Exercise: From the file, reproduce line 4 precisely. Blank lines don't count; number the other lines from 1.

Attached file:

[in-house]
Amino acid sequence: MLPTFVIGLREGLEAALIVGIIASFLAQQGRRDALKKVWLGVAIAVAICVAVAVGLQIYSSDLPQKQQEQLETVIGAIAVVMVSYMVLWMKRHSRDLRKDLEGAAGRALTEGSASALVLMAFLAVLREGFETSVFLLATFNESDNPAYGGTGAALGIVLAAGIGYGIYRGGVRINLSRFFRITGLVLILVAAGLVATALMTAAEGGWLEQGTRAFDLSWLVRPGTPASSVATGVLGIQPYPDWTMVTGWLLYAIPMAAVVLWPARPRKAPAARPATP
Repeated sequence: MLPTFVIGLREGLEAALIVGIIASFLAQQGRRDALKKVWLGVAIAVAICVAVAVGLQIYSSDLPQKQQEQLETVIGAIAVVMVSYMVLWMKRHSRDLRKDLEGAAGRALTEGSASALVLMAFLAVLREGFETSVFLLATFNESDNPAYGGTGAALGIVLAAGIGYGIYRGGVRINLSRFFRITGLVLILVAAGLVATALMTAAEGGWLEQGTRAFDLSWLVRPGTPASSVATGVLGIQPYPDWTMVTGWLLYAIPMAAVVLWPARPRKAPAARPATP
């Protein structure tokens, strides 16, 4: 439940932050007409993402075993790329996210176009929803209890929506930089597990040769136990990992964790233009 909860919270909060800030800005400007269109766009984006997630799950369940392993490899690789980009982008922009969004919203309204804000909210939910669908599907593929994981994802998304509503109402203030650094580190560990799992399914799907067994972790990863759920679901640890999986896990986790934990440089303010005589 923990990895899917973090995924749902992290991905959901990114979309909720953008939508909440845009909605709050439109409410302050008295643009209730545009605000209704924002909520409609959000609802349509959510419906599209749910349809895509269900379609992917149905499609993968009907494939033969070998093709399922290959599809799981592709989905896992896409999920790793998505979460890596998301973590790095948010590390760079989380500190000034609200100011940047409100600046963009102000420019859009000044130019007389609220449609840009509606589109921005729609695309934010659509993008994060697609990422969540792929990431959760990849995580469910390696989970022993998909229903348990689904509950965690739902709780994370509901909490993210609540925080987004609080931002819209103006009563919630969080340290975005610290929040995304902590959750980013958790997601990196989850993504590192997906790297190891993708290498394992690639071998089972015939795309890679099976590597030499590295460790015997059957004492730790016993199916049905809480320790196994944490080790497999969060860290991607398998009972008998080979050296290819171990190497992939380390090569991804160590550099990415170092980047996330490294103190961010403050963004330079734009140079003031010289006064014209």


């Protein structure tokens, strides 16, 4: 439940932050007409993402075993790329996210176009929803209890929506930089597990040769136990990992964790233009 909860919270909060800030800005400007269109766009984006997630799950369940392993490899690789980009982008922009969004919203309204804000909210939910669908599907593929994981994802998304509503109402203030650094580190560990799992399914799907067994972790990863759920679901640890999986896990986790934990440089303010005589 923990990895899917973090995924749902992290991905959901990114979309909720953008939508909440845009909605709050439109409410302050008295643009209730545009605000209704924002909520409609959000609802349509959510419906599209749910349809895509269900379609992917149905499609993968009907494939033969070998093709399922290959599809799981592709989905896992896409999920790793998505979460890596998301973590790095948010590390760079989380500190000034609200100011940047409100600046963009102000420019859009000044130019007389609220449609840009509606589109921005729609695309934010659509993008994060697609990422969540792929990431959760990849995580469910390696989970022993998909229903348990689904509950965690739902709780994370509901909490993210609540925080987004609080931002819209103006009563919630969080340290975005610290929040995304902590959750980013958790997601990196989850993504590192997906790297190891993708290498394992690639071998089972015939795309890679099976590597030499590295460790015997059957004492730790016993199916049905809480320790196994944490080790497999969060860290991607398998009972008998080979050296290819171990190497992939380390090569991804160590550099990415170092980047996330490294103190961010403050963004330079734009140079003031010289006064014209």